But look out for the bureaucracy
The U.S. Postal Service occupies about 26,000 properties in the United States. One such property is an industrial building operated by Brit Properties, the landlord for the Post Office’s Wicker Park Annex at 1419 W. Carroll Avenue in Chicago.
The facility’s name is a bit of a misnomer. Their 19,000 square foot space is not located in Wicker Park at all. However, it was the closest acceptable location to Post Office management near Wicker Park that was available for lease back in 2009. The neighborhood is actually called the Union Triangle, with proximity to Union Park, bordered by Ogden Avenue on the east and Ashland Avenue on the west, and only one block west of the booming Fulton Market District.
Soon after the onset of the Great Recession, the Postal Service was searching for a location that could provide an expansive vehicle parking lot, loading docks, and a warehouse large enough to accommodate over 100 employees. The facility was needed for sorting and distributing regular letters and packages for delivery and customer pick up. The property needed to be as close to Wicker Park as possible. Eric Schneider of Brit Properties says, “The Postal Service found our building and has remained as a tenant for over 10 years.”
The U.S. Postal Service is an unusual tenant in a number of ways, both positive and negative. The good part is that American lawmakers have been supporting the Postal Service’s operations through funding approved by the United States Congress.
Schneider says “That’s as close as most landlord’s can get to a credit tenant. They never run out of deliveries.”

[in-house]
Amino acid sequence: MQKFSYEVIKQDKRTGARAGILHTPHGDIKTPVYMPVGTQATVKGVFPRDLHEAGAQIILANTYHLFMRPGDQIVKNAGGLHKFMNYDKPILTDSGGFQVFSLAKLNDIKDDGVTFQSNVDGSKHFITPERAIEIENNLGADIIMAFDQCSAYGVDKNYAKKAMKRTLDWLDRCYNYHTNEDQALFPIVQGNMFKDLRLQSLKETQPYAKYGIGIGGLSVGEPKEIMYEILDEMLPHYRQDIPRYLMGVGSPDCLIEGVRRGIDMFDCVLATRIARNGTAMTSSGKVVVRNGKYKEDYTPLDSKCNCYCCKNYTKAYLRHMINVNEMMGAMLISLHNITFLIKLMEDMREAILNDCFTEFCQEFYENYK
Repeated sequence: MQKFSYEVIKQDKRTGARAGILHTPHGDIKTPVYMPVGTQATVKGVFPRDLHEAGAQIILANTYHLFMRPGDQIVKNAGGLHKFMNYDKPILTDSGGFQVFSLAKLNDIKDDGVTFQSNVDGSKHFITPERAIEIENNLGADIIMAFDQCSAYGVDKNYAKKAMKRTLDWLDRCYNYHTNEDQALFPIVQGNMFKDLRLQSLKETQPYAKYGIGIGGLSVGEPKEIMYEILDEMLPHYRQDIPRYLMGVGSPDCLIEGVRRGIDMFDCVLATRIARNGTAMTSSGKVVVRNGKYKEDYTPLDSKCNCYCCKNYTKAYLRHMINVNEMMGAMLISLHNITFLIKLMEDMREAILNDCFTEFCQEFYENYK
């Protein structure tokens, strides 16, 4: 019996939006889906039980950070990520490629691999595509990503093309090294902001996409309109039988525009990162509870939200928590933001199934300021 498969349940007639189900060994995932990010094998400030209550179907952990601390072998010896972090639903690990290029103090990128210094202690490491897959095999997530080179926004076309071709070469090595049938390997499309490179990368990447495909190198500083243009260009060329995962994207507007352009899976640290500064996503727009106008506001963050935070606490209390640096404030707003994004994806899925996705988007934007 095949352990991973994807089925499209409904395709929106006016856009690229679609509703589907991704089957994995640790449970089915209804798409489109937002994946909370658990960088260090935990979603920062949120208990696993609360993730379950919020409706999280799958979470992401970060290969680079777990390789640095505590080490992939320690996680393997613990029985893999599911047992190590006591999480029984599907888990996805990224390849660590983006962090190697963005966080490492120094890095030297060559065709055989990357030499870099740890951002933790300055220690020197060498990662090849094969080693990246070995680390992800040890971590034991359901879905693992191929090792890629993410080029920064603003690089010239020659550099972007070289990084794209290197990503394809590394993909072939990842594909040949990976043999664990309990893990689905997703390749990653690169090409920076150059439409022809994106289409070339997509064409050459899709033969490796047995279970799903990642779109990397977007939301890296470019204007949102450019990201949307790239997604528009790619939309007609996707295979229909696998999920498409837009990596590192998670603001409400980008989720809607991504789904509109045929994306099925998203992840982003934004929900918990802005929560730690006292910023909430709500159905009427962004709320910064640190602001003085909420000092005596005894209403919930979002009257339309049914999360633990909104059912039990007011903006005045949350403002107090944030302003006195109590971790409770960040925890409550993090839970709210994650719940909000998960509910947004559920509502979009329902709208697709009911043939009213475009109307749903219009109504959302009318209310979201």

On the negative side, the Postal Service will only sign their own form of lease agreement. That lease is an extremely “tenant-sided” document. This is the exact opposite practice of landlords with non-governmental agency tenants. Furthermore, the bureaucracy can be challenging. Schneider chuckles, “collection of their rent and other expenses seems to sometimes get lost in the mail.” There have been many months within the past 10 years that the tenant owed the landlord back payments. Certain internal departments do not communicate with each each other very well. Collections are not always easy but payments always arrive eventually.
It seems logical that most of Brit Properties’ investors feel a sense of security based on the fact that the U.S. Postal Service is their tenant. Despite occasional collection issues, the property generates consistent cash flow. In these pandemic times that is something comforting. However, there are additional issues with an in-city location where parking is at a premium. Each morning there are dozens of Postal Service trucks and vans lined up in the street blocking neighborhood traffic. This is common where population density requires more letter carriers than a typical suburban location.